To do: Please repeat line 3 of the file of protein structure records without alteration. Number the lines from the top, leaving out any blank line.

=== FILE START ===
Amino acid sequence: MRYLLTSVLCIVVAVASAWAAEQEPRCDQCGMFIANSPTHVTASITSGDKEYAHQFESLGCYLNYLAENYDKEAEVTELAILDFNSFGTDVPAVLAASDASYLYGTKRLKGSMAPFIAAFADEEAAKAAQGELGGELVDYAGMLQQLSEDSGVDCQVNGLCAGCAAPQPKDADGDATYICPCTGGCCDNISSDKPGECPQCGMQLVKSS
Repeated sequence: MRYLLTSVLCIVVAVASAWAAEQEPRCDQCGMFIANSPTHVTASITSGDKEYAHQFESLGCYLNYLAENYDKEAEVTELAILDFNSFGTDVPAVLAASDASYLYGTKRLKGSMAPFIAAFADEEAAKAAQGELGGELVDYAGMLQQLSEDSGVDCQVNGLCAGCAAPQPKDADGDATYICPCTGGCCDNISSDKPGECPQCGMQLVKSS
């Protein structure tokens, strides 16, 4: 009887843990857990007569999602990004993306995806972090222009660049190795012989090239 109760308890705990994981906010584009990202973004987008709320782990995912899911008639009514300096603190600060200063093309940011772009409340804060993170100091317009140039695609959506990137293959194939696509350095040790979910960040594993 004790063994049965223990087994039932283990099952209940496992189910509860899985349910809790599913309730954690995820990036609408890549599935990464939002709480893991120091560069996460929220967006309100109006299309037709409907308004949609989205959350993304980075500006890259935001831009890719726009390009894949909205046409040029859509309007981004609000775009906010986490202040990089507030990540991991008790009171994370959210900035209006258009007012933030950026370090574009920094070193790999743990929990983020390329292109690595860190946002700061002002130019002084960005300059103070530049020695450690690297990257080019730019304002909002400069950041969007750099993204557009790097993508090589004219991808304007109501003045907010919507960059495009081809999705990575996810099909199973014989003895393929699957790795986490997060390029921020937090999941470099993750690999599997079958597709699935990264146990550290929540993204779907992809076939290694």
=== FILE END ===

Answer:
């Protein structure tokens, strides 16, 4: 009887843990857990007569999602990004993306995806972090222009660049190795012989090239 109760308890705990994981906010584009990202973004987008709320782990995912899911008639009514300096603190600060200063093309940011772009409340804060993170100091317009140039695609959506990137293959194939696509350095040790979910960040594993 004790063994049965223990087994039932283990099952209940496992189910509860899985349910809790599913309730954690995820990036609408890549599935990464939002709480893991120091560069996460929220967006309100109006299309037709409907308004949609989205959350993304980075500006890259935001831009890719726009390009894949909205046409040029859509309007981004609000775009906010986490202040990089507030990540991991008790009171994370959210900035209006258009007012933030950026370090574009920094070193790999743990929990983020390329292109690595860190946002700061002002130019002084960005300059103070530049020695450690690297990257080019730019304002909002400069950041969007750099993204557009790097993508090589004219991808304007109501003045907010919507960059495009081809999705990575996810099909199973014989003895393929699957790795986490997060390029921020937090999941470099993750690999599997079958597709699935990264146990550290929540993204779907992809076939290694």